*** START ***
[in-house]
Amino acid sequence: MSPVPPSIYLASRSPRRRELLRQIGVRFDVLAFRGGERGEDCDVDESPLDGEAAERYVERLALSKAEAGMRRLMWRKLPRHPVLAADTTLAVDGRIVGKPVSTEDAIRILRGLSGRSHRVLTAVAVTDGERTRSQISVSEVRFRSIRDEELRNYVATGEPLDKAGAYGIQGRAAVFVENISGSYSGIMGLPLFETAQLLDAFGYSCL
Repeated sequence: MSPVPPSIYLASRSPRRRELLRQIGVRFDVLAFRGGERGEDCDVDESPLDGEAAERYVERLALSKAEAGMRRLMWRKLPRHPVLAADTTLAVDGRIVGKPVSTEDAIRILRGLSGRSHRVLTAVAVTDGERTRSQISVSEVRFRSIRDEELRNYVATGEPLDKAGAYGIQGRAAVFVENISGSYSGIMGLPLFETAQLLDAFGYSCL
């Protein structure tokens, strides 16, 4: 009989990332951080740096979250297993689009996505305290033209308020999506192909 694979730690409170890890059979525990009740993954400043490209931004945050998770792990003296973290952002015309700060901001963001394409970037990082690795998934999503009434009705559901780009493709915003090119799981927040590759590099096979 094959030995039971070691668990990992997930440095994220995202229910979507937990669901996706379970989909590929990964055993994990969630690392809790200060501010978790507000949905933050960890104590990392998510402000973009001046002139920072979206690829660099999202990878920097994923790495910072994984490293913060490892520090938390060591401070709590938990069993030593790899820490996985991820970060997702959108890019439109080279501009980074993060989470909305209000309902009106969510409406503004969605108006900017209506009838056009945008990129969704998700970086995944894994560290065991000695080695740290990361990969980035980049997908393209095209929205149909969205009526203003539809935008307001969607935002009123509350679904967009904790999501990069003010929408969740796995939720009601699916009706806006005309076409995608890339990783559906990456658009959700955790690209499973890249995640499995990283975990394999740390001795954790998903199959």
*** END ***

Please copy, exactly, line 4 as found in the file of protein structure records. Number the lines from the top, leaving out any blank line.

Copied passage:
């Protein structure tokens, strides 16, 4: 009989990332951080740096979250297993689009996505305290033209308020999506192909 694979730690409170890890059979525990009740993954400043490209931004945050998770792990003296973290952002015309700060901001963001394409970037990082690795998934999503009434009705559901780009493709915003090119799981927040590759590099096979 094959030995039971070691668990990992997930440095994220995202229910979507937990669901996706379970989909590929990964055993994990969630690392809790200060501010978790507000949905933050960890104590990392998510402000973009001046002139920072979206690829660099999202990878920097994923790495910072994984490293913060490892520090938390060591401070709590938990069993030593790899820490996985991820970060997702959108890019439109080279501009980074993060989470909305209000309902009106969510409406503004969605108006900017209506009838056009945008990129969704998700970086995944894994560290065991000695080695740290990361990969980035980049997908393209095209929205149909969205009526203003539809935008307001969607935002009123509350679904967009904790999501990069003010929408969740796995939720009601699916009706806006005309076409995608890339990783559906990456658009959700955790690209499973890249995640499995990283975990394999740390001795954790998903199959």